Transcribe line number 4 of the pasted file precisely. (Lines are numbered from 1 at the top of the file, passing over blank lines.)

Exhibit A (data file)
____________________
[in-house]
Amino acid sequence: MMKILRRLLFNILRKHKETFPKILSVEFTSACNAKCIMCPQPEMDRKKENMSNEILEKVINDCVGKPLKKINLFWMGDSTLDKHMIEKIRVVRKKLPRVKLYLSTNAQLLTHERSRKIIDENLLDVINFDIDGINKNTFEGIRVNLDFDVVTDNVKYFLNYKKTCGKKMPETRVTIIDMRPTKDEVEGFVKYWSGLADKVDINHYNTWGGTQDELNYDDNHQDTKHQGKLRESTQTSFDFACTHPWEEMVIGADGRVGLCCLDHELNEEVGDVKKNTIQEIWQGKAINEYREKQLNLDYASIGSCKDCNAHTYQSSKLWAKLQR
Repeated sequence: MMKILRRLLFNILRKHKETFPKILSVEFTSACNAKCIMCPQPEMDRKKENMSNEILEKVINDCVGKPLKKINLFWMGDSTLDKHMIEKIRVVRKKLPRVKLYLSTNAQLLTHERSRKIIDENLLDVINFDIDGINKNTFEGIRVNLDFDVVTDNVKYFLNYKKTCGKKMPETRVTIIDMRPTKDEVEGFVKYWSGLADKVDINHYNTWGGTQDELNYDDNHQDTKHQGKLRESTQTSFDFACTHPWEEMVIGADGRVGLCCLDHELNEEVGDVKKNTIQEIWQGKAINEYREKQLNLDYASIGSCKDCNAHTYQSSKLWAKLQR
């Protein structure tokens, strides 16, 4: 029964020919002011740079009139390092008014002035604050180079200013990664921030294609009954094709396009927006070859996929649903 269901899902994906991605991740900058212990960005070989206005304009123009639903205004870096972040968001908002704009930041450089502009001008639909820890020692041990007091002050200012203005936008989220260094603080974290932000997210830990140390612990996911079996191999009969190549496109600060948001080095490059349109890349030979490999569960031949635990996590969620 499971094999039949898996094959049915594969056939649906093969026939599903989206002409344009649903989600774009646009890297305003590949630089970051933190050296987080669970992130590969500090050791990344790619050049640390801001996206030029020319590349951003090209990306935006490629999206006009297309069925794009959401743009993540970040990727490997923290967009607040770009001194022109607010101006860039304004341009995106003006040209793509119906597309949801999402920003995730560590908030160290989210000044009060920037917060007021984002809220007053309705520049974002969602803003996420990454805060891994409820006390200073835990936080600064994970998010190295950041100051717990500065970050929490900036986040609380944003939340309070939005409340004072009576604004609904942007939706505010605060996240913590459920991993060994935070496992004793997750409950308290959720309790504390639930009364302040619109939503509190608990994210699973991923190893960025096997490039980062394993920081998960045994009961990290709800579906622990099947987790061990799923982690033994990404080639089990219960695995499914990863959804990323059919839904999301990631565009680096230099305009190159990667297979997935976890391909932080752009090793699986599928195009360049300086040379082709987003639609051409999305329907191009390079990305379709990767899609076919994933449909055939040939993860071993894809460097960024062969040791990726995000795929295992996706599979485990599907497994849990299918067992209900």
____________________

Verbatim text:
């Protein structure tokens, strides 16, 4: 029964020919002011740079009139390092008014002035604050180079200013990664921030294609009954094709396009927006070859996929649903 269901899902994906991605991740900058212990960005070989206005304009123009639903205004870096972040968001908002704009930041450089502009001008639909820890020692041990007091002050200012203005936008989220260094603080974290932000997210830990140390612990996911079996191999009969190549496109600060948001080095490059349109890349030979490999569960031949635990996590969620 499971094999039949898996094959049915594969056939649906093969026939599903989206002409344009649903989600774009646009890297305003590949630089970051933190050296987080669970992130590969500090050791990344790619050049640390801001996206030029020319590349951003090209990306935006490629999206006009297309069925794009959401743009993540970040990727490997923290967009607040770009001194022109607010101006860039304004341009995106003006040209793509119906597309949801999402920003995730560590908030160290989210000044009060920037917060007021984002809220007053309705520049974002969602803003996420990454805060891994409820006390200073835990936080600064994970998010190295950041100051717990500065970050929490900036986040609380944003939340309070939005409340004072009576604004609904942007939706505010605060996240913590459920991993060994935070496992004793997750409950308290959720309790504390639930009364302040619109939503509190608990994210699973991923190893960025096997490039980062394993920081998960045994009961990290709800579906622990099947987790061990799923982690033994990404080639089990219960695995499914990863959804990323059919839904999301990631565009680096230099305009190159990667297979997935976890391909932080752009090793699986599928195009360049300086040379082709987003639609051409999305329907191009390079990305379709990767899609076919994933449909055939040939993860071993894809460097960024062969040791990726995000795929295992996706599979485990599907497994849990299918067992209900």